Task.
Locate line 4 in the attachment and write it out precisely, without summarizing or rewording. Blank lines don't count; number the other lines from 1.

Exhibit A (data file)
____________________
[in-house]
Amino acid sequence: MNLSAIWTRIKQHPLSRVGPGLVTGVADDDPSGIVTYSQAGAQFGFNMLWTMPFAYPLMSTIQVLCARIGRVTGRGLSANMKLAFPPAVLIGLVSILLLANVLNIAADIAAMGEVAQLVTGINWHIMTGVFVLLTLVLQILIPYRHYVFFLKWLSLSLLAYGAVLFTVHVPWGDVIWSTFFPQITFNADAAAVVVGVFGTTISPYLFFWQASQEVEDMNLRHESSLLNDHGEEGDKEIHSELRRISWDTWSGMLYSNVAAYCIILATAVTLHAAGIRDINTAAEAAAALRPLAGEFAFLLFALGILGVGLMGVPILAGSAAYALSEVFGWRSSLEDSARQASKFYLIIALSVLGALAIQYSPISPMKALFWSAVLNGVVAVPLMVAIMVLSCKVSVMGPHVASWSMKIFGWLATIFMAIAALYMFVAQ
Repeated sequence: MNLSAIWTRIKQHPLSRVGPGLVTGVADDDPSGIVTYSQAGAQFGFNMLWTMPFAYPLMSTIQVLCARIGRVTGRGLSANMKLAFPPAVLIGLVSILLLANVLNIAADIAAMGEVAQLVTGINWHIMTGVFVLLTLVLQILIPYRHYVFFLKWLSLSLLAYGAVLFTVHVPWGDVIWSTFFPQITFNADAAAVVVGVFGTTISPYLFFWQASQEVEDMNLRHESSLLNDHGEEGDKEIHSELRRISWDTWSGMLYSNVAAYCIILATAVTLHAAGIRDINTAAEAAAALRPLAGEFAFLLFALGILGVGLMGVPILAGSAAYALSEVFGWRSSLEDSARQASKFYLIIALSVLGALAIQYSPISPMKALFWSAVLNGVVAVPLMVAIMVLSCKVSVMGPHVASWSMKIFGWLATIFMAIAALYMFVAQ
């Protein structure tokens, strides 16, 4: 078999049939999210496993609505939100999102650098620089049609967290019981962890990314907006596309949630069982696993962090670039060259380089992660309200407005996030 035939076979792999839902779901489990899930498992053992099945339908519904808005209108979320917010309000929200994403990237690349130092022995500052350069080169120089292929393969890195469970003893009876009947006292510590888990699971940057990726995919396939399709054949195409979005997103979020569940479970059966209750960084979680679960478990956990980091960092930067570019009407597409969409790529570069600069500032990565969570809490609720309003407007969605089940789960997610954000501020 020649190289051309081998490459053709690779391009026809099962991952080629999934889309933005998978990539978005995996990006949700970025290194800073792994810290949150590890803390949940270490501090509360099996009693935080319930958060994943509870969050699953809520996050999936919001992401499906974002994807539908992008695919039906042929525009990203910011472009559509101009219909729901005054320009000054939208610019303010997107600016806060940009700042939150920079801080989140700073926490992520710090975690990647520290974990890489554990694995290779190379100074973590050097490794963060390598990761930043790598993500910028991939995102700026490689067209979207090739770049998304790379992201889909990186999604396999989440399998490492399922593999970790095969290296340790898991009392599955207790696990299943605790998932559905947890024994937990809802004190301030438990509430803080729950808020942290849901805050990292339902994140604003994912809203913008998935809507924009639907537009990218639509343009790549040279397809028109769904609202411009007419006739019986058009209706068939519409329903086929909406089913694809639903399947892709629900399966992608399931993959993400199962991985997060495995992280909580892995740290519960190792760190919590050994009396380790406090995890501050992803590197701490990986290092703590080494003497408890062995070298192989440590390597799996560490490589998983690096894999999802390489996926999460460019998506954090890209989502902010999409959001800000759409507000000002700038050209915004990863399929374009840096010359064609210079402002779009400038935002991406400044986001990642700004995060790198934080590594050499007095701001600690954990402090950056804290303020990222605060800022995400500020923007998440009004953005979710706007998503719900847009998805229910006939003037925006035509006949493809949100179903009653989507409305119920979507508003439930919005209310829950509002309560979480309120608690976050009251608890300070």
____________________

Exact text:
């Protein structure tokens, strides 16, 4: 078999049939999210496993609505939100999102650098620089049609967290019981962890990314907006596309949630069982696993962090670039060259380089992660309200407005996030 035939076979792999839902779901489990899930498992053992099945339908519904808005209108979320917010309000929200994403990237690349130092022995500052350069080169120089292929393969890195469970003893009876009947006292510590888990699971940057990726995919396939399709054949195409979005997103979020569940479970059966209750960084979680679960478990956990980091960092930067570019009407597409969409790529570069600069500032990565969570809490609720309003407007969605089940789960997610954000501020 020649190289051309081998490459053709690779391009026809099962991952080629999934889309933005998978990539978005995996990006949700970025290194800073792994810290949150590890803390949940270490501090509360099996009693935080319930958060994943509870969050699953809520996050999936919001992401499906974002994807539908992008695919039906042929525009990203910011472009559509101009219909729901005054320009000054939208610019303010997107600016806060940009700042939150920079801080989140700073926490992520710090975690990647520290974990890489554990694995290779190379100074973590050097490794963060390598990761930043790598993500910028991939995102700026490689067209979207090739770049998304790379992201889909990186999604396999989440399998490492399922593999970790095969290296340790898991009392599955207790696990299943605790998932559905947890024994937990809802004190301030438990509430803080729950808020942290849901805050990292339902994140604003994912809203913008998935809507924009639907537009990218639509343009790549040279397809028109769904609202411009007419006739019986058009209706068939519409329903086929909406089913694809639903399947892709629900399966992608399931993959993400199962991985997060495995992280909580892995740290519960190792760190919590050994009396380790406090995890501050992803590197701490990986290092703590080494003497408890062995070298192989440590390597799996560490490589998983690096894999999802390489996926999460460019998506954090890209989502902010999409959001800000759409507000000002700038050209915004990863399929374009840096010359064609210079402002779009400038935002991406400044986001990642700004995060790198934080590594050499007095701001600690954990402090950056804290303020990222605060800022995400500020923007998440009004953005979710706007998503719900847009998805229910006939003037925006035509006949493809949100179903009653989507409305119920979507508003439930919005209310829950509002309560979480309120608690976050009251608890300070």